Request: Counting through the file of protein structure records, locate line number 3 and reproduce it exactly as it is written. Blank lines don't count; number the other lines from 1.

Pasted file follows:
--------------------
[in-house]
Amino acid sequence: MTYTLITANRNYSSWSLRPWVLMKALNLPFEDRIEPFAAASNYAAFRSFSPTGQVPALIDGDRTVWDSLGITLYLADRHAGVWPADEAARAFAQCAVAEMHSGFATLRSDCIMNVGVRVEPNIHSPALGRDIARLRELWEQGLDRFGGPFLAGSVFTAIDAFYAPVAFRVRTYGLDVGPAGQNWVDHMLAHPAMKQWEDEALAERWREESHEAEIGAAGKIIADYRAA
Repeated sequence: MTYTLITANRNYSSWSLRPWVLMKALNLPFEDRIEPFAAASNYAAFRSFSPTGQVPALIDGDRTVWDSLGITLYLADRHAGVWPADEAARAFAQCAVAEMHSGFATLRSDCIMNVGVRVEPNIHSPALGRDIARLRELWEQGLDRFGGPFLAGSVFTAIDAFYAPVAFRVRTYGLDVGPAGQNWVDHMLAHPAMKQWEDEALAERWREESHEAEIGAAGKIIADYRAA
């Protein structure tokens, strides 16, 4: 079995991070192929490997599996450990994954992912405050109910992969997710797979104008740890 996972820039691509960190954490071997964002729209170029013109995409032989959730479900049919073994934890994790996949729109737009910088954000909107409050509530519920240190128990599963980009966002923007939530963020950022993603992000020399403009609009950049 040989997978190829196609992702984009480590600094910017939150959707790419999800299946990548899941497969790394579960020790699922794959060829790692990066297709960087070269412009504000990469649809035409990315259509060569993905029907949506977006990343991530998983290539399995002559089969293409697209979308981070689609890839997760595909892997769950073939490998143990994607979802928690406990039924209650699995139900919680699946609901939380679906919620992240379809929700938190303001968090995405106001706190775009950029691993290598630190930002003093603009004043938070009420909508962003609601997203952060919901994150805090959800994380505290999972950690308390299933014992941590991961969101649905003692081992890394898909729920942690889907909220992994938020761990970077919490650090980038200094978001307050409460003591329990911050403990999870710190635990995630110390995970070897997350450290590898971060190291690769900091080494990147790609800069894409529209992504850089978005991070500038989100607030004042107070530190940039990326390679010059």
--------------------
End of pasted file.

Repeated sequence: MTYTLITANRNYSSWSLRPWVLMKALNLPFEDRIEPFAAASNYAAFRSFSPTGQVPALIDGDRTVWDSLGITLYLADRHAGVWPADEAARAFAQCAVAEMHSGFATLRSDCIMNVGVRVEPNIHSPALGRDIARLRELWEQGLDRFGGPFLAGSVFTAIDAFYAPVAFRVRTYGLDVGPAGQNWVDHMLAHPAMKQWEDEALAERWREESHEAEIGAAGKIIADYRAA